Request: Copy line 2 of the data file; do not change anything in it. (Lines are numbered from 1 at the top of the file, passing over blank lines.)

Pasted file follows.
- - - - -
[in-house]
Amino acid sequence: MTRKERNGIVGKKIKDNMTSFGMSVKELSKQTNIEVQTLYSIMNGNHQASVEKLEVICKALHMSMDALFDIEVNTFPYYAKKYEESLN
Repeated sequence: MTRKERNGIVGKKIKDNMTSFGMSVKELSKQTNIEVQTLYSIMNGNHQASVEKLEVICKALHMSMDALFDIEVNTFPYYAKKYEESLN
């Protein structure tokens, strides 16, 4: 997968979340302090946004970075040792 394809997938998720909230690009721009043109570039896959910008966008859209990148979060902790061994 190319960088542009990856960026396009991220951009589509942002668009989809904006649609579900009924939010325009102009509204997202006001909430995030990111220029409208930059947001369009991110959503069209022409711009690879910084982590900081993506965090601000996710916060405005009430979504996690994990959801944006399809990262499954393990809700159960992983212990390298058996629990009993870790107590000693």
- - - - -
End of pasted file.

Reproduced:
Amino acid sequence: MTRKERNGIVGKKIKDNMTSFGMSVKELSKQTNIEVQTLYSIMNGNHQASVEKLEVICKALHMSMDALFDIEVNTFPYYAKKYEESLN